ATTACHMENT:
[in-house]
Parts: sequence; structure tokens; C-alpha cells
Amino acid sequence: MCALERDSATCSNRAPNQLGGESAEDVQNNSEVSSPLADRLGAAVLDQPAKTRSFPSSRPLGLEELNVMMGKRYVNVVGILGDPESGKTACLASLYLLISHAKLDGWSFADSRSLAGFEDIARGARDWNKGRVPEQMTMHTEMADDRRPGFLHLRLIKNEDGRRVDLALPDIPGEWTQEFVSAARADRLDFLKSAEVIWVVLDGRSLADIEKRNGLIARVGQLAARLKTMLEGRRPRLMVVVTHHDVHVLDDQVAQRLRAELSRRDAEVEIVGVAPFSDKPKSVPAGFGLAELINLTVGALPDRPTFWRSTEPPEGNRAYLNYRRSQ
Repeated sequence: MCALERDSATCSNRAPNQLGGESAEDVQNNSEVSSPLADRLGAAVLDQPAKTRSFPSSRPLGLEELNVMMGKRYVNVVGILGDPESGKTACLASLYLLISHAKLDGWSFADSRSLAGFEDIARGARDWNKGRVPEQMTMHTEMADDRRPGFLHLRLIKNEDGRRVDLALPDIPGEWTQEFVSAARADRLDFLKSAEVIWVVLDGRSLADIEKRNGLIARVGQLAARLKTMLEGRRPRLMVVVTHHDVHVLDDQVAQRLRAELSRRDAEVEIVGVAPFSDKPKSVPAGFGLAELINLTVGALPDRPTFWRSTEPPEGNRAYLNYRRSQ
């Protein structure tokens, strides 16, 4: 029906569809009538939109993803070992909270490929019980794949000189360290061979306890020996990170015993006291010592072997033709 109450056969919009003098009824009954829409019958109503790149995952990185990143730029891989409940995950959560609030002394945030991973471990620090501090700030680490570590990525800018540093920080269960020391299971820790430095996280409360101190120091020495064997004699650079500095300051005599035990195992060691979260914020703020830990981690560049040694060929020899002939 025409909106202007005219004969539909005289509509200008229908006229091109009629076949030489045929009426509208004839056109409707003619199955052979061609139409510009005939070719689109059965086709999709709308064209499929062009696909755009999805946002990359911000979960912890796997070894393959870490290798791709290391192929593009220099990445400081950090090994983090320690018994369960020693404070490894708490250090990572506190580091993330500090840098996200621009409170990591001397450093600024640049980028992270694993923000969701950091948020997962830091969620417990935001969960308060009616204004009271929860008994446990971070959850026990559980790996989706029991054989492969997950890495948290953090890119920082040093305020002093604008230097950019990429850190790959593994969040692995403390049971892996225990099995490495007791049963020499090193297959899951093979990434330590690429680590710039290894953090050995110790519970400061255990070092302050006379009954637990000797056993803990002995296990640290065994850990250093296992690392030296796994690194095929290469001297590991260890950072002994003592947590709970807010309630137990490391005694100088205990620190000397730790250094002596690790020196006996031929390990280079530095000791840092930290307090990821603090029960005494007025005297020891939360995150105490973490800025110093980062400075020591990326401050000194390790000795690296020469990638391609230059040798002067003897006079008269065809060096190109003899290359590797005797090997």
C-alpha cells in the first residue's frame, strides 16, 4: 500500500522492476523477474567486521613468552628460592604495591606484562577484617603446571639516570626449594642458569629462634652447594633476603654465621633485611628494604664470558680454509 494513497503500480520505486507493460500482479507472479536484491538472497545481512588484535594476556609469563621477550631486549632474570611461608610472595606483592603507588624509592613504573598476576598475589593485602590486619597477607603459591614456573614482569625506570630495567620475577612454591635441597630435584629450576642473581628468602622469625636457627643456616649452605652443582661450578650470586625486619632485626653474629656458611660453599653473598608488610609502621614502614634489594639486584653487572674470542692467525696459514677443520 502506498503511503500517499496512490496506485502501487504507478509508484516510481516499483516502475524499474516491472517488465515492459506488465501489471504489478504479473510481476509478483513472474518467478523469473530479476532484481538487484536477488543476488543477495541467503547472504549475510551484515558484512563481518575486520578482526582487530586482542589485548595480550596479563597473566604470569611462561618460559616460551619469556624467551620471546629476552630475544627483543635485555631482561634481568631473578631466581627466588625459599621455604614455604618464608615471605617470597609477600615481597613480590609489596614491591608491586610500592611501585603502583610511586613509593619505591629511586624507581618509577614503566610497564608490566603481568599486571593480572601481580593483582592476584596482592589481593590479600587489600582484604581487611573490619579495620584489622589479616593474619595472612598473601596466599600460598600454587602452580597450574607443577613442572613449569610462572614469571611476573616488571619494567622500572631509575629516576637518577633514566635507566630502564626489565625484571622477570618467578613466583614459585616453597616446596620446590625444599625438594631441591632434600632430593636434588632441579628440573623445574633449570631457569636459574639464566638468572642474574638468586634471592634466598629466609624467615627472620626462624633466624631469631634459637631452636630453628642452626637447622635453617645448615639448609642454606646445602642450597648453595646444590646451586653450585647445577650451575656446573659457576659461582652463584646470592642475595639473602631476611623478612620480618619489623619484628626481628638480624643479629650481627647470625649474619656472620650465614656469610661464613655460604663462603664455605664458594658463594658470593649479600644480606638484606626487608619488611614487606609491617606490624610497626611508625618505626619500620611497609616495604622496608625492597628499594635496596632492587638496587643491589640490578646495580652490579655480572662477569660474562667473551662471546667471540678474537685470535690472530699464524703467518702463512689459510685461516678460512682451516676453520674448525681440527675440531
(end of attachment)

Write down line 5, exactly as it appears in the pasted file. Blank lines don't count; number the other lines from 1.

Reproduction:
């Protein structure tokens, strides 16, 4: 029906569809009538939109993803070992909270490929019980794949000189360290061979306890020996990170015993006291010592072997033709 109450056969919009003098009824009954829409019958109503790149995952990185990143730029891989409940995950959560609030002394945030991973471990620090501090700030680490570590990525800018540093920080269960020391299971820790430095996280409360101190120091020495064997004699650079500095300051005599035990195992060691979260914020703020830990981690560049040694060929020899002939 025409909106202007005219004969539909005289509509200008229908006229091109009629076949030489045929009426509208004839056109409707003619199955052979061609139409510009005939070719689109059965086709999709709308064209499929062009696909755009999805946002990359911000979960912890796997070894393959870490290798791709290391192929593009220099990445400081950090090994983090320690018994369960020693404070490894708490250090990572506190580091993330500090840098996200621009409170990591001397450093600024640049980028992270694993923000969701950091948020997962830091969620417990935001969960308060009616204004009271929860008994446990971070959850026990559980790996989706029991054989492969997950890495948290953090890119920082040093305020002093604008230097950019990429850190790959593994969040692995403390049971892996225990099995490495007791049963020499090193297959899951093979990434330590690429680590710039290894953090050995110790519970400061255990070092302050006379009954637990000797056993803990002995296990640290065994850990250093296992690392030296796994690194095929290469001297590991260890950072002994003592947590709970807010309630137990490391005694100088205990620190000397730790250094002596690790020196006996031929390990280079530095000791840092930290307090990821603090029960005494007025005297020891939360995150105490973490800025110093980062400075020591990326401050000194390790000795690296020469990638391609230059040798002067003897006079008269065809060096190109003899290359590797005797090997």